There is a common canard amongst some critics of the president: “oh, so I criticize Obama, and now I’m a racist?” But that allegation seems far less common than its use as a defense, or more precisely, subterfuge. But maybe it is more common than previously thought, evidenced by last night’s “Worst Persons” segment on Countdown, where Keith Olbermann effectively hailed many critics of the president’s State of the Union speech as racists for using “code words” such as “cocky”, “flippant” and “arrogant.”
Olbermann’s implication of racism in this specific style of criticism stands in stark contrast to his MSNBC colleague Chris Matthews, who notoriously claimed that during the speech, he “forgot he was black.” Where Matthews sees a post-racial world in which we no longer see color or ethnic heritage as a difference, Olbermann is still seeing an untoward context to the comments made by his fellow media peers. Text of his comments has been excerpted below:
“…But our winners, these guys, assessing not the speech but the president himself. Eric Erickson, “cocky”; John Stossel said he hoped the president would admit he was, quote, arrogant. Jay Nordlinger, “looks arrogant whether he is arrogant or not”; Mark Thiessen, “defensive, arrogant”; John Hood, “flippant” and “arrogant.” Glenn Beck, “like a punk.”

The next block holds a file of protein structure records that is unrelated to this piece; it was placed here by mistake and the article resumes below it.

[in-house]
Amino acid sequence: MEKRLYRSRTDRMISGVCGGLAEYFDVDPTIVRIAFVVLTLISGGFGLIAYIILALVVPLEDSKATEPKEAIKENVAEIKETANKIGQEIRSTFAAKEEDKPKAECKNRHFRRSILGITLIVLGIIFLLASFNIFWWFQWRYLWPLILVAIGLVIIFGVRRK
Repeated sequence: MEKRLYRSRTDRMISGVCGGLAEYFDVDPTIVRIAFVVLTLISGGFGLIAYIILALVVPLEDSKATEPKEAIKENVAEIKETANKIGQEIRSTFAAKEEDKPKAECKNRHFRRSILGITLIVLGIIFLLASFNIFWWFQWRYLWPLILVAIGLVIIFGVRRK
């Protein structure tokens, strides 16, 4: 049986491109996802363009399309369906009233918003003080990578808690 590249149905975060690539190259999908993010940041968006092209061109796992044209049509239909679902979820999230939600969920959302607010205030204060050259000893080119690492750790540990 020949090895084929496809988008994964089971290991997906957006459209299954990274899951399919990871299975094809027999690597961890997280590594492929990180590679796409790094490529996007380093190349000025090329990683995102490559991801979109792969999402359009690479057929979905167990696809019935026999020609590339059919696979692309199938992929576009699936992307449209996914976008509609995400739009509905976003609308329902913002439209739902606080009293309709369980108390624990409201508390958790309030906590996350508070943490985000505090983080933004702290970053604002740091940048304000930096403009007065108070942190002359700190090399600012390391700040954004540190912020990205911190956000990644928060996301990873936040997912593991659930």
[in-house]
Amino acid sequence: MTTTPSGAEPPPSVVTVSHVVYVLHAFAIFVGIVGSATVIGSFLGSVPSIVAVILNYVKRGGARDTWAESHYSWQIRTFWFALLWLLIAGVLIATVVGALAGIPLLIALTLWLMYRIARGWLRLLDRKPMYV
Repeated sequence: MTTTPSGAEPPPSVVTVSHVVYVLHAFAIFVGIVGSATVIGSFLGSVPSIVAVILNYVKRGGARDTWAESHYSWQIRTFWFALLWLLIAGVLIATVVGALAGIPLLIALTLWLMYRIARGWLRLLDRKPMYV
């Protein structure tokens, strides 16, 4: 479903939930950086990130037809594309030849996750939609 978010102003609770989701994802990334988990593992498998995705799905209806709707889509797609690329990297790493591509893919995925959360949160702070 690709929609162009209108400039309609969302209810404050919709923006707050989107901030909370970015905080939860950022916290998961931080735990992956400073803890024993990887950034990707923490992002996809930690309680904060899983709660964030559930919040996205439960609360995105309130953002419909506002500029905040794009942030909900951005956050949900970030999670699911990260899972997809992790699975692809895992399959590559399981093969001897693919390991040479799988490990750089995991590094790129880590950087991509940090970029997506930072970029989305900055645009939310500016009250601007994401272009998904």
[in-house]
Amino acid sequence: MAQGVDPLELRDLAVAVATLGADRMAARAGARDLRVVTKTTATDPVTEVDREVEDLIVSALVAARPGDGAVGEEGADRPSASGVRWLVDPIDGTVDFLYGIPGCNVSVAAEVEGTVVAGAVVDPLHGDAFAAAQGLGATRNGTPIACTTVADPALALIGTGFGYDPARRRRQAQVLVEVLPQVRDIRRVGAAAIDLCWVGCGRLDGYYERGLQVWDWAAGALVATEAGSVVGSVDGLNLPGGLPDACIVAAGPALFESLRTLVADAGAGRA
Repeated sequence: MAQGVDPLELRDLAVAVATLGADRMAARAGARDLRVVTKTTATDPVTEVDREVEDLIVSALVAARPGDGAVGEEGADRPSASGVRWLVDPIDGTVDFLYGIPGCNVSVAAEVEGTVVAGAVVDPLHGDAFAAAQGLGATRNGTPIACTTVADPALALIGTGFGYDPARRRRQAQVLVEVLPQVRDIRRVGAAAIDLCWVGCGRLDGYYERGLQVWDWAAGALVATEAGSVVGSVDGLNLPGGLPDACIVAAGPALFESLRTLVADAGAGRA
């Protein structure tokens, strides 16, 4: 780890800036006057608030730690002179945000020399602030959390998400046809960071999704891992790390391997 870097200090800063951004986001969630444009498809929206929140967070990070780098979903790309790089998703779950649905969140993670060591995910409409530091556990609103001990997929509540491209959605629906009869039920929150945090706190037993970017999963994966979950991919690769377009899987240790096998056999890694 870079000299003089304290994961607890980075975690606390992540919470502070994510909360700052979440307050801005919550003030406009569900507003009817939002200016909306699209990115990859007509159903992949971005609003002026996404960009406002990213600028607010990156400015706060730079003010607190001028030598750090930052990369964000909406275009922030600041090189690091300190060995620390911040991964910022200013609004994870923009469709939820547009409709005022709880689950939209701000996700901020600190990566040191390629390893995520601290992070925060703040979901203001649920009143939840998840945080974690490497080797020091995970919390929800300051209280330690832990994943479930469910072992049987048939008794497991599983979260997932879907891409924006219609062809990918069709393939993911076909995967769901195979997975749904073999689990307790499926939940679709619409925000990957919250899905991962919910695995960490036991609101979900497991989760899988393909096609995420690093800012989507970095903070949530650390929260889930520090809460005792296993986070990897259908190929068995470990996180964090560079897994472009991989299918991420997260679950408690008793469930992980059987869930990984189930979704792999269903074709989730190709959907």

Here’s a little secret: gathering sadly from witnessing it my whole life even from some in my own family, when racist white guys get together and they don’t want to be caught using any of the popular epithets that are in use every day in this country about black people, there’s a chance one of them or worse still a white guy who doesn’t get it, might wander in and hear the conversation. When there’s a risk even in saying uppity or forgetting his place, the racist white guys revert to euphemisms and code words and among the code word that they think they’re getting away with are “”cocky, flippant, punk, and especially arrogant.”
What Olbermann fails to recognize is that the State of the Union speech, like any presidential moment, is nearly always viewed through one’s own political bias. So, where supporters of Obama see an unflappable and unassailable confidence, his detractors see arrogance and cockiness. There doesn’t have to be anything racial about it, and to claim that these, or any, critiques are axiomatically based in some sort of racial prejudice is, well, race-baiting.
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